Many animals hunt to find food. Those they hunt are called their prey. The prey wants to hide from the predators. They want to make themselves look different from what they are and blend in with their surroundings. This blending in is called camouflage. The word comes from a French word which means to 'disguise.' Predators also use camouflage so their prey will not see them coming.
There are four types of camouflage which animals use. The first is color. An animal hides behind or in an environment of the same color. This is called concealing coloration. However, some animals may have problems as seasons change. A white animal may blend in with its surroundings in winter but have trouble hiding in the other seasons. Some animals change their colors to match the season. The arctic fox is grayish brown in summer and white in winter. Temperature or the amount of daylight possibly cause these changes.
The second type of camouflage is disruptive coloration. A striped animal, for example, may be less easy to see because the two colors do not suggest the outline of an animal. Lions are colorblind and do not see zebras because the stripes blend in with the tall grass. The yellow and brown colors of a leopard help it to blend in with the yellowish-brown of savannah grasses. An owl butterfly has the markings of a big eye on its wings which look like the eye of an owl.
Another type of camouflage is a disguise. An animal looks very much like an object. An example of this is a walking stick. It looks like a twig or small branch on a tree. A leafy sea dragon's body looks just like the green plant it sits on under water.
The fourth type of camouflage animals use is mimicry. An animal may look like a poisonous plant or animal so predators will not bother it. The caterpillar of the spicebush swallowtail butterfly looks like bird droppings, and a predator does not want to touch it. A coral snake has bands of black, red and yellow. It is poisonous. King and milk snakes have these same colored bands but in a different order. Predators fear the stripes of the non-poisonous snakes also. A four-eyed butterfly fish has a marking which looks like a big eye near its tail. A predator thinks the fish will try to escape in the direction of its eye, but it goes in the opposite direction.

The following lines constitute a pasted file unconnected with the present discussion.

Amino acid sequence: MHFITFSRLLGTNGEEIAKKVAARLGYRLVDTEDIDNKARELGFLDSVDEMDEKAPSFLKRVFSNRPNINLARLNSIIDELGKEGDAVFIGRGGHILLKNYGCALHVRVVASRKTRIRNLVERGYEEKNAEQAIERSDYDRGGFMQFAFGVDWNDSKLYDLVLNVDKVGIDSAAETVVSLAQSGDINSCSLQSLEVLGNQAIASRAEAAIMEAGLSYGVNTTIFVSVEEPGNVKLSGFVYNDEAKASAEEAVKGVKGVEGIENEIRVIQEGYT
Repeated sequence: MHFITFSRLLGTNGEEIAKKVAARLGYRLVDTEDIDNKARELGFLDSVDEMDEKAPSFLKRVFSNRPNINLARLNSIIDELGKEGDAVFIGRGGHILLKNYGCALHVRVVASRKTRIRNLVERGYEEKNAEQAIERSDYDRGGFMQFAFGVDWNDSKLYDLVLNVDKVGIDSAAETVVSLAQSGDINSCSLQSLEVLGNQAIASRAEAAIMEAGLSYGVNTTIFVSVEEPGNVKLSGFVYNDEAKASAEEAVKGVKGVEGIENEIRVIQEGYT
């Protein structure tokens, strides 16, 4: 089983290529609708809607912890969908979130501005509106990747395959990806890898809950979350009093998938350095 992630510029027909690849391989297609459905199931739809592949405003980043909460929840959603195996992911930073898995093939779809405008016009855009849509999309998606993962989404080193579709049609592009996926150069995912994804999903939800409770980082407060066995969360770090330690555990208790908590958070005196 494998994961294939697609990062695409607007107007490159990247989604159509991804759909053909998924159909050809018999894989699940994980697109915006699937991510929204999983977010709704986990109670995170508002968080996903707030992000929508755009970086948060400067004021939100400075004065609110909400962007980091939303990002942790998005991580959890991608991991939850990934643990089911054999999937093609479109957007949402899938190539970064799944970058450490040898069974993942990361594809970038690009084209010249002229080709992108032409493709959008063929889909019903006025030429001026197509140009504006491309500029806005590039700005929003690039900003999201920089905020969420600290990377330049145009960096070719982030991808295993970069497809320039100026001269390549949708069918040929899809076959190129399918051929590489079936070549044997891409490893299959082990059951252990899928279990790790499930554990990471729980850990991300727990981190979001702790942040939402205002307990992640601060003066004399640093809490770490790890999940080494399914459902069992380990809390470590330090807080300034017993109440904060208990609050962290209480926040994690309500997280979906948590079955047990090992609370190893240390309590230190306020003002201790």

In addition, some animals can mimic or imitate sounds to protect themselves. A bird called a fork-tailed drongo can imitate the sound of a meerkat to steal its food. A robber fly makes the sound of a bumblebee to ward off predators. A cuckoo can imitate the sound of a hawk and scare smaller birds off their nests. The cuckoo then gets rid of the eggs in the nest and lays its own.
Besides the four types of camouflage, color shading helps some animals remain hidden. Most animals have bodies with color shading. They are dark on top and light on the bottom. The sun shines on the top and makes them less visible. An animal which lives upside down has coloring which is just the opposite. An Egyptian Nile catfish swims with its belly up. It is darker than his other side.
Many animals can hide in a forest using camouflage. Forests provide homes for eighty percent of animals which live on land. A leaf-tailed gecko can hide by flattening itself against the bark of a tree. In Madagascar and Africa, an insect, a ghost mantis, has a body which looks like it is covered by dried up leaves so it can hide in the leaves on the ground. When a tulip tree beauty moth which is ivory and brown flattens itself against a tree, it is impossible to see. A brown vine snake found in South America, Mexico and Arizona can hide in a tree while waiting for prey to pass by.
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